Wichita is trying to encourage water conservation in the wake of the drought, and, in the garden department, a recently introduced rebate program carries incentives for people who want to buy rain barrels and “smart” irrigation controls as part of the effort.
I can’t believe it when I find myself gardening in white.
I was taking a walk one recent evening when I ran into my friend Tim and his daughter in their front yard.
While bare branches on some trees around town are signs of last year’s drought, browned and blackened leaves on other trees are signs of this spring’s rainfall.
As we continue to get more rain (thank heaven!), the Wichita City Council has delayed raising water rates or imposing fines for high water usage, though the restrictions will be revisited, perhaps in July.
Between worrying about the effects of last summer’s drought and the prospect of new water restrictions, it was like a miracle to look up this past week and see roses blooming their hearts out all over town.
Do you know how you’ll react if the City Council approves a proposed $1,000 fine for people who use more than 310 percent of their average winter water usage?
There’s nothing like a couple of years of drought to get us wondering just what kind of evergreens we can plant in the Wichita area.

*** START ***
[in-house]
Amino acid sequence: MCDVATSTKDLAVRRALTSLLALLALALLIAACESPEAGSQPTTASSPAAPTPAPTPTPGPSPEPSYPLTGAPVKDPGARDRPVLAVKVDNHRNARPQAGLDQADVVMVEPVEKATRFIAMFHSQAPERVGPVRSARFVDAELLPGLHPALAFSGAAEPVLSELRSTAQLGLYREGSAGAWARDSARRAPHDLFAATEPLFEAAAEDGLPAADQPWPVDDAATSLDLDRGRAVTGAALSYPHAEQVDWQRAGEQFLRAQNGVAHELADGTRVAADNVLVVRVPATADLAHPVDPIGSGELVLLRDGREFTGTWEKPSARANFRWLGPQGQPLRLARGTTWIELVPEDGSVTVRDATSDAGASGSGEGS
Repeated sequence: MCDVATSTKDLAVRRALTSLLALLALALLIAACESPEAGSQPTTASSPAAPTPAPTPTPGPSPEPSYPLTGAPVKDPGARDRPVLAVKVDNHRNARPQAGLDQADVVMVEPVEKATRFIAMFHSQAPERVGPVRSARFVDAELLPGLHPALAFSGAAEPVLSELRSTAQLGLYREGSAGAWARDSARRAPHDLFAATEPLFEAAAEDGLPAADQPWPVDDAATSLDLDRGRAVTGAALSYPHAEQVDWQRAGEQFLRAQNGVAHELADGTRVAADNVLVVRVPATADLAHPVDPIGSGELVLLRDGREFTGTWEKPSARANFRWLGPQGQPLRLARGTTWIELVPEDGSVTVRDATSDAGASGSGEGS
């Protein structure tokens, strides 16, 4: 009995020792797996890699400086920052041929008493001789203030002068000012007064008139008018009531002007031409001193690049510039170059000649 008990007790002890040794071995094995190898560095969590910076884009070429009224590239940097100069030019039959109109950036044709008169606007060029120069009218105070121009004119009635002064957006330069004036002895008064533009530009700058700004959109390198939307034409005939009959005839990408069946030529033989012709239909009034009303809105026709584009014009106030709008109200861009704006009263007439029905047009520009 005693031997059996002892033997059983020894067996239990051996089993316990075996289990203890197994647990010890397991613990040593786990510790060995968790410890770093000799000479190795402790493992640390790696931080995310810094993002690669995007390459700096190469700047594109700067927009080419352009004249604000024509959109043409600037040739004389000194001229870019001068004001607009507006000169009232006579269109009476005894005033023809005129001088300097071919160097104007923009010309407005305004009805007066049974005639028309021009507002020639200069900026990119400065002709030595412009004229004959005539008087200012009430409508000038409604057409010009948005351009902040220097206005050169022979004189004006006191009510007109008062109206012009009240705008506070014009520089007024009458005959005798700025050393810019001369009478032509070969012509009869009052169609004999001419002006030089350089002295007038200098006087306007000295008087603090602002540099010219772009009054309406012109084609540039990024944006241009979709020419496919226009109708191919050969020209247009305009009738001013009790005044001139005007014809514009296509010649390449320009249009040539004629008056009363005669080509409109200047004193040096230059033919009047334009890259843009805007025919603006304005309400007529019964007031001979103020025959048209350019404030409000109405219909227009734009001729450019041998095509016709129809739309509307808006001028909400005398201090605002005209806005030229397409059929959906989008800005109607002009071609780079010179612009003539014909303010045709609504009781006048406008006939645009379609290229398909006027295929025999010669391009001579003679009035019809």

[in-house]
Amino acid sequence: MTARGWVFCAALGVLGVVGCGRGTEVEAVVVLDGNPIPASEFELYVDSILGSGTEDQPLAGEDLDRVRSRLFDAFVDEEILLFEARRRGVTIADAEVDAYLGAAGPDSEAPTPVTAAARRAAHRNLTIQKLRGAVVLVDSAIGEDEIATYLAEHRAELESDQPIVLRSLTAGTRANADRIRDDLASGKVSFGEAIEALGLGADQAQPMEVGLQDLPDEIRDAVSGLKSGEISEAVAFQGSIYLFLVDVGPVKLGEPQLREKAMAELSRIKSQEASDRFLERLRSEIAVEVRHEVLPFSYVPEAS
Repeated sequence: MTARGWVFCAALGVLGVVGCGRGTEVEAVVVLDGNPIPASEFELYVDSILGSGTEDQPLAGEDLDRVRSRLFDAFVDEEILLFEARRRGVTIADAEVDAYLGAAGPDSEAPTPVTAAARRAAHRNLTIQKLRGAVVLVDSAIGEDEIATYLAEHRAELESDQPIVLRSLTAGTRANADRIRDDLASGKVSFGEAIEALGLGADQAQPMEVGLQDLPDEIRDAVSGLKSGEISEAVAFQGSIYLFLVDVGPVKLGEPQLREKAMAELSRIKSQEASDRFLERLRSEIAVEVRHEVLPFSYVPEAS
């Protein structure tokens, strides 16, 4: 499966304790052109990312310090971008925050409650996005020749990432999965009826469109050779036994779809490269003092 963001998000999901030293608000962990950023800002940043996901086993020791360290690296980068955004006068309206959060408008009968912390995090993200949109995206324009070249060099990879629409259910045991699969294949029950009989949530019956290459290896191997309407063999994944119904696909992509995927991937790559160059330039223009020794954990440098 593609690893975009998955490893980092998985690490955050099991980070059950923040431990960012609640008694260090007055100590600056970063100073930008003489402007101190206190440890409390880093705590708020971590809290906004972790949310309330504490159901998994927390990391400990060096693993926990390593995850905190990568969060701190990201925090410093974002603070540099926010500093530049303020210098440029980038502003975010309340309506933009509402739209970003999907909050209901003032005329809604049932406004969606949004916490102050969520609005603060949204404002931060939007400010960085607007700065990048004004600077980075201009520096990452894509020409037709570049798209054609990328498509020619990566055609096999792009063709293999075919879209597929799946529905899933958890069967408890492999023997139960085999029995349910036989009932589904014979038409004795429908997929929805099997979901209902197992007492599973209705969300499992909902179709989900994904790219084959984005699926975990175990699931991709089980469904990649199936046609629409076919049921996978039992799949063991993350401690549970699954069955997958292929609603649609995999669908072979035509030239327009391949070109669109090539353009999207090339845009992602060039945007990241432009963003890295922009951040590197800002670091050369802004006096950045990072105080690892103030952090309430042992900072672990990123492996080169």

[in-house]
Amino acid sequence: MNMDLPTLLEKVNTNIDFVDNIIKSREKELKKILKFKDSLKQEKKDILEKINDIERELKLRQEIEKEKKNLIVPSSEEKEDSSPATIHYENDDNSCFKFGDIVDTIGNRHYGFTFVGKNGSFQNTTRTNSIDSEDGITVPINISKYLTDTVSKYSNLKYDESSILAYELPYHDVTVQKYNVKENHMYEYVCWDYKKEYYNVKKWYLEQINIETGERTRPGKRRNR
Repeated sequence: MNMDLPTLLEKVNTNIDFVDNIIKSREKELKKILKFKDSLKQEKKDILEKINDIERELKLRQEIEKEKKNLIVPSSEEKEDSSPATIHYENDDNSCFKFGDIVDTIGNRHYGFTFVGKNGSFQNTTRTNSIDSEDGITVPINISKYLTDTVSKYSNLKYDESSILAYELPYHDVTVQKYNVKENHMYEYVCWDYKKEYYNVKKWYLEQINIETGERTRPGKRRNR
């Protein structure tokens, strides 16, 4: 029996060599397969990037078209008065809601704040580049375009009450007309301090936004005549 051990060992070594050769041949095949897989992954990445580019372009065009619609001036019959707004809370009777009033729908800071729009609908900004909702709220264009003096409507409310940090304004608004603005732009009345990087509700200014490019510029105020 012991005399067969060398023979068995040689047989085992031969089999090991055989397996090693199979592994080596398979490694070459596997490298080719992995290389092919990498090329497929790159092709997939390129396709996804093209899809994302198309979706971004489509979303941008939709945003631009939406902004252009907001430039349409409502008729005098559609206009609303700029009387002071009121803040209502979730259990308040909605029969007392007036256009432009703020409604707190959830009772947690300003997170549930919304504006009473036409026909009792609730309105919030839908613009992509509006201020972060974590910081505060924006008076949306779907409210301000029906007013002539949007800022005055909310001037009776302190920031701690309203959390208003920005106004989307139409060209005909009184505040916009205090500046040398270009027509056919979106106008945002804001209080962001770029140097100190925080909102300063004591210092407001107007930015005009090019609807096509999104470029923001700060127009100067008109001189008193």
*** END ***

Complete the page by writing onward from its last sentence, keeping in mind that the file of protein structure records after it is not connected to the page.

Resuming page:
I forgot that I was heading for Surrey Lane until I slowed toward the stop sign at 45th Street and Maize Road and saw a horse in a pasture scratch his chin on a fence post.
Every spring seems to bring new ideas for ways to use herbs. And, of course, new varieties to try.
I’m a note-taker. And not just because I’m a newspaper reporter. I usually write a fresh to-do list every morning, and, if I’m in the mood, I keep track of daily goals. (I’m usually not in the mood.)
As director of Dyck Arboretum of the Plains in Hesston, Scott Vogt hears from people who are looking for alternatives to the traditional landscape they’ve been trying to keep alive through the drought.
He hasn’t done it for years, but Ron Marcum of Dutch’s Greenhouse decided to name his container gardens this year.
Spring brings so much joy.
Easter will be here Sunday, and new life is all around us. But we have a bit of a warm-up left before the tulips start busting out all over. Then – watch out! A lot is about to happen.
It’s been lovely to watch more new growth come out this first week of spring – more daffodils blooming and tulips popping up, quince and forsythia starting to show some color – albeit with snow in the forecast.
Unlike a winter that held back until the end, spring is not holding back.
As the city of Wichita considers watering restrictions, The Eagle has been asking people about their own water use and how they might conserve water.
Snow was on the ground and a chill was in the air as people made their way indoors for the first day of the Outdoor Living and Landscape Show on Friday at Century II. It was perfect weather to go looking for an early taste of spring, on display at the show in blooming tulips, baby ducks, tomato plants and deck chairs.
Wichita’s latest version of a garden show debuted last year and will expand just a bit this year when it is staged next weekend in Century II’s Expo Hall.